Steve Brown

By Steve Brown

Could you tell me more about these tax-free childcare accounts that are replacing the current childcare voucher scheme please?

New tax-free childcare accounts were announced in 2014 to replace the employer-provided childcare voucher scheme. Introduction has been delayed but the new accounts should at last be introduced on a trial basis in early 2017.

  • The new scheme will then be rolled out across the country based on the results of the trial. The rules are complex, but where both parents work and earn at least £115 per week, they will be able to put up to £8,000 a year into a special account which the Government will top up with 20p for every 80p contributed by the parents. This account can only be used to pay for childcare such as nursery fees.

It is anticipated that the new scheme will eventually replace the existing childcare voucher scheme which is only available to employees who work for organisations that offer such schemes. The new system will benefit the self-employed as well as those workers in organisations that currently do not provide childcare vouchers.

What are the current advisory fuel rates?

The advisory fuel rates apply when you either:

  • reimburse employees for business travel in their company cars
  • require employees to repay the cost of fuel for private travel

The rates take into account changes in fuel prices so can change regularly. The rates to use from 1st December 2016 are below. Where the rate before 1st December 2016 was different, the previous rate is shown in brackets:

Engine Size           Diesel

1600cc or less           9p

1601 to 2000cc        11p

Over 2000cc            13p

Engine Size          Petrol     LPG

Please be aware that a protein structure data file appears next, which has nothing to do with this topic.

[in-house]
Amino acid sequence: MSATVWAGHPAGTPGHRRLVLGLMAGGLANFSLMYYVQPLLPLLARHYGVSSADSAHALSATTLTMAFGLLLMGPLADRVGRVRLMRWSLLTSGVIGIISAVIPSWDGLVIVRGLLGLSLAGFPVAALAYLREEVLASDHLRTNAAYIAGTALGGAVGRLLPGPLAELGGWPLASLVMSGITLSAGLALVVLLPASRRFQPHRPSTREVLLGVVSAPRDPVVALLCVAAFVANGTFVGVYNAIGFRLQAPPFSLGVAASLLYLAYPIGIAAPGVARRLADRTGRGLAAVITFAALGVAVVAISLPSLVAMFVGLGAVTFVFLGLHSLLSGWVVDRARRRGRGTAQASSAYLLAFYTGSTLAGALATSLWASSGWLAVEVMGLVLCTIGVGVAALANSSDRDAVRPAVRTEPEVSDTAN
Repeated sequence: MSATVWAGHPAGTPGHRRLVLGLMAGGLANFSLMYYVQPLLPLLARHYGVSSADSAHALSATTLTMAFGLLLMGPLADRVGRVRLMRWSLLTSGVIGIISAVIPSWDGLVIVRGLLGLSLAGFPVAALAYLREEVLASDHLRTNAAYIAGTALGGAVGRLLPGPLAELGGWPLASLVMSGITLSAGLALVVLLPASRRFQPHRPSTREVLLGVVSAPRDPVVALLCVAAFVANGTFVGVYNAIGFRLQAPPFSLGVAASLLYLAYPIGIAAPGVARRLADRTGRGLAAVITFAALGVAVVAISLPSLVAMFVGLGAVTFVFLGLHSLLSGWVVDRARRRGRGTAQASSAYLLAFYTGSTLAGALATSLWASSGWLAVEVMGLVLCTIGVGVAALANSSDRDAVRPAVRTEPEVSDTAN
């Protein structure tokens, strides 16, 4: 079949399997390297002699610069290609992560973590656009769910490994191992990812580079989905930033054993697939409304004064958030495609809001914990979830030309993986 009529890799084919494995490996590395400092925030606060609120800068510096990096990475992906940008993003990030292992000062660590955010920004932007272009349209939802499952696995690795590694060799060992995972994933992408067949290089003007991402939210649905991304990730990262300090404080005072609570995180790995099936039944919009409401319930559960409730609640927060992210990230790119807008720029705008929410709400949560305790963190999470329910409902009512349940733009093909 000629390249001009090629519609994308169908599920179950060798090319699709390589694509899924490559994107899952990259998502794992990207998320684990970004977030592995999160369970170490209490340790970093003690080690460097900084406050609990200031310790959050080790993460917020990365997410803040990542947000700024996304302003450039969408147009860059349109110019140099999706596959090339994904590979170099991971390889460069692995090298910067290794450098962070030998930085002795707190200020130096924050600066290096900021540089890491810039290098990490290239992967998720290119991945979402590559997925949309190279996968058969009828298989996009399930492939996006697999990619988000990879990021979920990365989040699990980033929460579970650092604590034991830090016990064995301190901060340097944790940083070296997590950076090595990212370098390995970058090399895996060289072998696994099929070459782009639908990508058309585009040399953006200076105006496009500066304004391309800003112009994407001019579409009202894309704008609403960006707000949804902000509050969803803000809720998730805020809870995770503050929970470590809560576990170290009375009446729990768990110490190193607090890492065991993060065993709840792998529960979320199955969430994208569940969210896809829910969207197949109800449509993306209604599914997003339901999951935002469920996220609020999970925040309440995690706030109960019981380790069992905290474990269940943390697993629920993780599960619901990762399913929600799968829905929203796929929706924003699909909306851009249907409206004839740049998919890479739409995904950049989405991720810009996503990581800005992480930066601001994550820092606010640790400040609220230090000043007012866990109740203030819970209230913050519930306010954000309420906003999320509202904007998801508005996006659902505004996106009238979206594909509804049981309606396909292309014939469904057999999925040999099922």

1400cc or less           11p           7p

1401cc to 2000cc    14p           (13p)9p

Over 2000cc           21p            (20p  )13p

My employee has moved house. Do I need to inform HMRC, or does she?

It is, and always has been, an individual’s responsibility to notify HMRC of a change of address. If an employee informs you of a change of address, please encourage them to tell HMRC by updating their online Personal Tax Account. If they have not yet used their account they can register in a few minutes at www. gov.uk/personal-tax-account.

In some cases, the employee may not be able to do this and you as the employer can pass the information onto HMRC by completing the employee address boxes on your next Full Payment Submission (FPS).

HMRC will automatically update the employee record once

3 FPS submissions have been received with the updated address in the same format. If it is not in exactly the same format, the address will not be updated. If a change of address is accepted HMRC also update the Personal Tax Account for that employee.

An incorrectly amended address will result in government letters not being delivered. This may affect the payment of some benefits and could affect the tax taken through PAYE. Hence, it is always preferable if the employee updates.

I am employed but I have a business that I run with my brother. This year, we’re planning to take dividends of about £12,000 each. How do I pay tax on them?

In April 2016, the Dividend Tax Credit was abolished, and a new £5,000 tax-free allowance for dividend income introduced. The allowance does not reduce total income for tax purposes and only applies to dividend income.

The new rates of tax on dividend income above the allowance are 7.5% for basic rate customers 32.5% for higher rate customers 38.1% for additional rate customers.

How you pay tax on dividends depends on the amount of dividend income you received in a tax year.

If it was less than £5,000, you should not need to do anything or pay any tax.